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Grounding-theoretic anti-realism about psychological truths

ERI 149
Wednesday 21 November 2018 (13:00-14:00)

Philosophy Work in Progress Seminar Series 2018/19

  • Speaker: Dr Darragh Byrne
  • Title: Grounding-theoretic anti-realism about psychological truths

The Philosophy department's work in progress seminar is an opportunity for the members of staff at Birmingham to present the material they are working on to each other and to the department's postgraduate students.
The seminar meets roughly on fortnightly Wednesdays from 13:00 to 14.00 in the ERI. All welcome!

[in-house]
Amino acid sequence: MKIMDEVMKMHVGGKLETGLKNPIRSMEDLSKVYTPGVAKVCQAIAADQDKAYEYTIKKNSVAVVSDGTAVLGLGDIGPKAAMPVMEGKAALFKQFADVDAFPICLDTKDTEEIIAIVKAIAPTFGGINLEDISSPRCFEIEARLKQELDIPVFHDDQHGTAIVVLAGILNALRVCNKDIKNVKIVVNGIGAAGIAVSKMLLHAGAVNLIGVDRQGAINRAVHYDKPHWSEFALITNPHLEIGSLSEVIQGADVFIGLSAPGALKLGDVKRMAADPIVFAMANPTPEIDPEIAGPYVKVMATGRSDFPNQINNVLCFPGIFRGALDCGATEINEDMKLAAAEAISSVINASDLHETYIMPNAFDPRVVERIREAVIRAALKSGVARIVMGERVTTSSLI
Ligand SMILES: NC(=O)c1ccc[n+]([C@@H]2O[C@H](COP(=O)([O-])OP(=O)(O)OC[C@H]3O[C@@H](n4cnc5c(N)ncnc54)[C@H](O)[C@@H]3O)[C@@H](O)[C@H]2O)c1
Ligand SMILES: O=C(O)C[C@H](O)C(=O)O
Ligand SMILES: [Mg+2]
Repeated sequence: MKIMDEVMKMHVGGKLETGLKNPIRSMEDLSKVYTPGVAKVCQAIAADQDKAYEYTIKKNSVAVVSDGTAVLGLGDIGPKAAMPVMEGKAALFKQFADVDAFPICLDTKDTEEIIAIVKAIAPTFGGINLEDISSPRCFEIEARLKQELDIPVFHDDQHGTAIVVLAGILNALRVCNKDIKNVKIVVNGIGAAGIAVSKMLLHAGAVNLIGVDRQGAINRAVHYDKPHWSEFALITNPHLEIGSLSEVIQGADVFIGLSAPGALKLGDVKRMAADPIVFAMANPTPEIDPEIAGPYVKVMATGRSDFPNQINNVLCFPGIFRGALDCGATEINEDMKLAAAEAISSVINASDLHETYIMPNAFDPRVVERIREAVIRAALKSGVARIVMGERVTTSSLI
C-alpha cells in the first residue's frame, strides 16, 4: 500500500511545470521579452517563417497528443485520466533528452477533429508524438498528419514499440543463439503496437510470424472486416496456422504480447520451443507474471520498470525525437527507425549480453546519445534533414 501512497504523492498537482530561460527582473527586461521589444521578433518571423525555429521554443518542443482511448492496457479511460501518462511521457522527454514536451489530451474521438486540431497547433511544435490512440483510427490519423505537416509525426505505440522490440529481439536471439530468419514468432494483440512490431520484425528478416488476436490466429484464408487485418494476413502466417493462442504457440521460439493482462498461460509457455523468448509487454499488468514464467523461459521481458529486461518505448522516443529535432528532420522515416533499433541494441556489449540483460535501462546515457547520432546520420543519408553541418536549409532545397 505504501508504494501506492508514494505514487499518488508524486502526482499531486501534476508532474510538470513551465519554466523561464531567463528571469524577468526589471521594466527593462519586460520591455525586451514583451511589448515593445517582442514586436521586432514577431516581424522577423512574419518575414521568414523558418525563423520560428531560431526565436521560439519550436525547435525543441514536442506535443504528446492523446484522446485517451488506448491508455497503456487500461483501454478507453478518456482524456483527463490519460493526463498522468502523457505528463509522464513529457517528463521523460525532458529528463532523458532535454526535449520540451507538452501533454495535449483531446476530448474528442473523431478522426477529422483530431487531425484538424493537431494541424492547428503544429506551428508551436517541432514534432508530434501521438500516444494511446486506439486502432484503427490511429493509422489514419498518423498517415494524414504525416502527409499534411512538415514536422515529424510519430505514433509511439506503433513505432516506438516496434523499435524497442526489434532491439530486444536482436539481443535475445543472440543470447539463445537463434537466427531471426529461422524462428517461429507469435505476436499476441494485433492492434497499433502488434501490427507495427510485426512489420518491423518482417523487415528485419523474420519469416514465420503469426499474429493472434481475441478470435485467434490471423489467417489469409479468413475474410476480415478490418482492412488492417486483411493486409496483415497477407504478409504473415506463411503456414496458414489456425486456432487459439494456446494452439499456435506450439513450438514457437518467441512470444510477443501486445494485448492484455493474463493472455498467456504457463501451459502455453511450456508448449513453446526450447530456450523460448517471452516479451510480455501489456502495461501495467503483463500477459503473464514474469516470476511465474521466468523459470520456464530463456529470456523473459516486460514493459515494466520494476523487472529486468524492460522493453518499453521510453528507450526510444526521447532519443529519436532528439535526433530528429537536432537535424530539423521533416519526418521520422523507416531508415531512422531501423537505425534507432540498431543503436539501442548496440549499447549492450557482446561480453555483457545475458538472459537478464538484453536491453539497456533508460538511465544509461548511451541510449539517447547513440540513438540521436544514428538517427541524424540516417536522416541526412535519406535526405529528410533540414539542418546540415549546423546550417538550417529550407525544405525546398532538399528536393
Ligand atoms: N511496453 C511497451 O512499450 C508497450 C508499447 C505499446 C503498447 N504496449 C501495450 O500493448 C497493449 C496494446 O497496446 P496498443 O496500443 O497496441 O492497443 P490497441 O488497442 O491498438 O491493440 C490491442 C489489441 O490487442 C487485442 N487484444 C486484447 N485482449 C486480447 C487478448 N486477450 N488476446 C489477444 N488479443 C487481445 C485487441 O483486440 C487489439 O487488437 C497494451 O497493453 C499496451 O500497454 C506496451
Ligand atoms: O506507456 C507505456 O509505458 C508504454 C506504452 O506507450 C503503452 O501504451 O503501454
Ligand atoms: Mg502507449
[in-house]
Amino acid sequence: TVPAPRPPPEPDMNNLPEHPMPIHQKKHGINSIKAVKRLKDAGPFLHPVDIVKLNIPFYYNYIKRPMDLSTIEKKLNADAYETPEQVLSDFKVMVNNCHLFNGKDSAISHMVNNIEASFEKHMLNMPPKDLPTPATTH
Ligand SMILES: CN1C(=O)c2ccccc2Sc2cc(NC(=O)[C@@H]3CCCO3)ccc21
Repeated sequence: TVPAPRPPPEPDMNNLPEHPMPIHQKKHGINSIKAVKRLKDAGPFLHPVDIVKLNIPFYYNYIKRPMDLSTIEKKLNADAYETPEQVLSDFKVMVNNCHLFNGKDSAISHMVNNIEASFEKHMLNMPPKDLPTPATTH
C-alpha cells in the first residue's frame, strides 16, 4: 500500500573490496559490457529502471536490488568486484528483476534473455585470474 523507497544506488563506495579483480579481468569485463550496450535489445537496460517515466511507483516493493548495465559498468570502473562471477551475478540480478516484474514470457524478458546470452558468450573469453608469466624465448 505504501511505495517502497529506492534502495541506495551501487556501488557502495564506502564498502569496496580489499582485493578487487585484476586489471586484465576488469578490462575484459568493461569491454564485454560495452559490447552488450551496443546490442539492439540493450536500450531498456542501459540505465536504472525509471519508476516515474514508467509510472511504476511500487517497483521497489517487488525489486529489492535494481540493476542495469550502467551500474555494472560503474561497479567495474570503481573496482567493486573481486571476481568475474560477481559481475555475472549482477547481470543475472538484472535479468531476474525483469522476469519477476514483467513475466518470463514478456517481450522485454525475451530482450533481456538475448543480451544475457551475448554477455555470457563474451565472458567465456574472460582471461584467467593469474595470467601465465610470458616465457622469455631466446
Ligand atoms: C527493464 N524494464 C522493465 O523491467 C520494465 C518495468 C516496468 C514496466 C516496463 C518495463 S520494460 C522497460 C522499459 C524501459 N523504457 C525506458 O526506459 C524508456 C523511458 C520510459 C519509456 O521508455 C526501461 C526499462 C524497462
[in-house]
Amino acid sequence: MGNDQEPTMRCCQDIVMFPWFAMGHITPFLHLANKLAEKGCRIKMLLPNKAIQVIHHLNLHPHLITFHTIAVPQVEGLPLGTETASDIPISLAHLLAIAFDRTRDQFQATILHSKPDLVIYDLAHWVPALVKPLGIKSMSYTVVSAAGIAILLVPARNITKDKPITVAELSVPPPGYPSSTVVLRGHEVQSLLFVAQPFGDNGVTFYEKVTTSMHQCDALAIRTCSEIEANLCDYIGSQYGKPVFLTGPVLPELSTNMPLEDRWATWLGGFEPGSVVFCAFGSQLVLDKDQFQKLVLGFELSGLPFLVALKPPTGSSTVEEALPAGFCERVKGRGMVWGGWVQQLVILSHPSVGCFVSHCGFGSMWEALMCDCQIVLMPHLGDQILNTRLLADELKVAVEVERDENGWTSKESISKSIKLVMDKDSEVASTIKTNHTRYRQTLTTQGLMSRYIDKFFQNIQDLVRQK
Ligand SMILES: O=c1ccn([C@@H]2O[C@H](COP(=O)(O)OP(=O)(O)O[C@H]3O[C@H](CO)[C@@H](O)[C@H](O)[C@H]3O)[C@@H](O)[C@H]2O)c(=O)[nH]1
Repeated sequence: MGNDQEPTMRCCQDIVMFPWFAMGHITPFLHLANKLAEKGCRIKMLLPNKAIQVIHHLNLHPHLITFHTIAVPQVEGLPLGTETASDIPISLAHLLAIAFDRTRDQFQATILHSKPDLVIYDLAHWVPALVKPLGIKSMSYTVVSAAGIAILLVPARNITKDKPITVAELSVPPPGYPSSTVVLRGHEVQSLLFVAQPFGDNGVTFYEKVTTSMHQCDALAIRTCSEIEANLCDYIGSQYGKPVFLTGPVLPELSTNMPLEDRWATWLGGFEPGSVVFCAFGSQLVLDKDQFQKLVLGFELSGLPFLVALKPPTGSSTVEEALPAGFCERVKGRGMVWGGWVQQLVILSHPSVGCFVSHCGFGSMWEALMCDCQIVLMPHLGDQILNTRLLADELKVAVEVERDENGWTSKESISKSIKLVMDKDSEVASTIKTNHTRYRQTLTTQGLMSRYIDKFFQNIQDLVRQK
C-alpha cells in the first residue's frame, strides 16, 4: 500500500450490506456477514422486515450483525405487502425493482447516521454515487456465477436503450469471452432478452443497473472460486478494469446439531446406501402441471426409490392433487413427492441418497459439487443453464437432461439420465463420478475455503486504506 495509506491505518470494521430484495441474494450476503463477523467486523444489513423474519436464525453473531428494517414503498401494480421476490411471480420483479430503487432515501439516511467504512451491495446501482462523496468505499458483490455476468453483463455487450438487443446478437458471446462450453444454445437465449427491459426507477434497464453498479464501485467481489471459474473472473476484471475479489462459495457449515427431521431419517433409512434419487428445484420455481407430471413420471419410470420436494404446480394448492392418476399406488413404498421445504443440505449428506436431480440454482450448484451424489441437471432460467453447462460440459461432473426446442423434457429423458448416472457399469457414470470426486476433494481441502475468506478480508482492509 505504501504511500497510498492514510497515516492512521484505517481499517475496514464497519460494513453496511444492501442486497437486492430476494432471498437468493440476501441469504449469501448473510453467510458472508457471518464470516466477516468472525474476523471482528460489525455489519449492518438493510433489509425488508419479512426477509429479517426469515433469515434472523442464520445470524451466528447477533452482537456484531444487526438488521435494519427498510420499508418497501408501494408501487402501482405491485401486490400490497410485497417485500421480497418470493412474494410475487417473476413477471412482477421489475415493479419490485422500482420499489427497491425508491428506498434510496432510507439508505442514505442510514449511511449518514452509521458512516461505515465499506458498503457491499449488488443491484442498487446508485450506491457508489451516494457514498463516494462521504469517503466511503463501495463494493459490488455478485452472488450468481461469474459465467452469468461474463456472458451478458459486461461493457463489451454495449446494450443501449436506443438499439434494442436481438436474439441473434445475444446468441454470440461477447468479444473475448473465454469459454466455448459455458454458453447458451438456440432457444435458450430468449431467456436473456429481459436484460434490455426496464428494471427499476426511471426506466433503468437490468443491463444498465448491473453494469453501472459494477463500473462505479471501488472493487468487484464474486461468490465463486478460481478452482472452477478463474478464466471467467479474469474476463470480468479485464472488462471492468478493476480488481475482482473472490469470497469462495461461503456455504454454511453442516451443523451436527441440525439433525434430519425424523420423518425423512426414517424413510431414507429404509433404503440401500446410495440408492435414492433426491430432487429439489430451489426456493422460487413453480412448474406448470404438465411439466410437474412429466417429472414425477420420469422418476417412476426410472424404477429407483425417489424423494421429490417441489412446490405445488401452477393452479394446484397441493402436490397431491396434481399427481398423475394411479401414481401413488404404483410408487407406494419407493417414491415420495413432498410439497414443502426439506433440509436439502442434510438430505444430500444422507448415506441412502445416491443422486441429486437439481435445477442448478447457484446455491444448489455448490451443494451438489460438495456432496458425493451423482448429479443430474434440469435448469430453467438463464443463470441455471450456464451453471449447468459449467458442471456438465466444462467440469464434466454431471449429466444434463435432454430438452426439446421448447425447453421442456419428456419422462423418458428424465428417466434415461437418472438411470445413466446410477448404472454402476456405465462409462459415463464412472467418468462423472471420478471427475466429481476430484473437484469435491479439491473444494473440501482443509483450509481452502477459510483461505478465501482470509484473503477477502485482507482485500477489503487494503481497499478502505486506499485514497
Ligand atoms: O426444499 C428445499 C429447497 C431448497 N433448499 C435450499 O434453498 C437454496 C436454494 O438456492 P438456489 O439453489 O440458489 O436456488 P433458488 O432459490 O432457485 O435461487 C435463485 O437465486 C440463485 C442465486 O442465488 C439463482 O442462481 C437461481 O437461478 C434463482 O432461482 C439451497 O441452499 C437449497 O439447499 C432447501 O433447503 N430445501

In a pioneering paper on grounding, Kit Fine (2001) deployed that apparatus to try, inter alia, to precisify what’s at stake between realists and anti-realists of a certain (non-revisionary) kind. This theme barely features in the literature on the logic and metaphysics of grounding that has proliferated over subsequent years. But in the philosophy of mind, Alyssa Ney (2016) has recently proposed a grounding-theoretic analogue of role- (as opposed to realizer-) functionalism, which she advertises as an attractive Finean anti-realism about the psychological. I take issue with Ney’s characterization of her theory as distinctively anti-realist (even in Fine’s sense); but I approve of her aspiration to articulate an anti-realist construal of psychological discourse using a contemporary notion of metaphysical explanation such as grounding. Thus, in the second part of the paper, I propose a new way in which such a notion can be deployed to yield one. The key move is to propose – in a way that I argue can be informatively related, first to a familiar anti-physicalist doctrine, and second, to familiar anti-realist proposals – that relevant psychological truths are partially but not fully grounded.

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